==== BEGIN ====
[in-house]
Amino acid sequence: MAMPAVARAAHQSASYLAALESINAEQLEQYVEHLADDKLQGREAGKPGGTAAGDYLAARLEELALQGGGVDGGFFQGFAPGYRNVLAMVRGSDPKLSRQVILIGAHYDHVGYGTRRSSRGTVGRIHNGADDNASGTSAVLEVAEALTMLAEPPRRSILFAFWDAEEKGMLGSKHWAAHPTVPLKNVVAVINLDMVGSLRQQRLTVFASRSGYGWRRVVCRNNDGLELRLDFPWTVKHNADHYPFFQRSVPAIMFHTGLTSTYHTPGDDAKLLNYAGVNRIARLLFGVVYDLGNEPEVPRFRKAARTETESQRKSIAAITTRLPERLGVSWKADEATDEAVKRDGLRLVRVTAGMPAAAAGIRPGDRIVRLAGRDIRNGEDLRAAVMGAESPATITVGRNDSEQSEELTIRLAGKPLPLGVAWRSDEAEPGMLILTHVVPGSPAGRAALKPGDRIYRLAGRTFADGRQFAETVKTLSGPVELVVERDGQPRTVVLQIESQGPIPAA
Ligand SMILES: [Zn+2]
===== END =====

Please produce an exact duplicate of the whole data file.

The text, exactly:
[in-house]
Amino acid sequence: MAMPAVARAAHQSASYLAALESINAEQLEQYVEHLADDKLQGREAGKPGGTAAGDYLAARLEELALQGGGVDGGFFQGFAPGYRNVLAMVRGSDPKLSRQVILIGAHYDHVGYGTRRSSRGTVGRIHNGADDNASGTSAVLEVAEALTMLAEPPRRSILFAFWDAEEKGMLGSKHWAAHPTVPLKNVVAVINLDMVGSLRQQRLTVFASRSGYGWRRVVCRNNDGLELRLDFPWTVKHNADHYPFFQRSVPAIMFHTGLTSTYHTPGDDAKLLNYAGVNRIARLLFGVVYDLGNEPEVPRFRKAARTETESQRKSIAAITTRLPERLGVSWKADEATDEAVKRDGLRLVRVTAGMPAAAAGIRPGDRIVRLAGRDIRNGEDLRAAVMGAESPATITVGRNDSEQSEELTIRLAGKPLPLGVAWRSDEAEPGMLILTHVVPGSPAGRAALKPGDRIYRLAGRTFADGRQFAETVKTLSGPVELVVERDGQPRTVVLQIESQGPIPAA
Ligand SMILES: [Zn+2]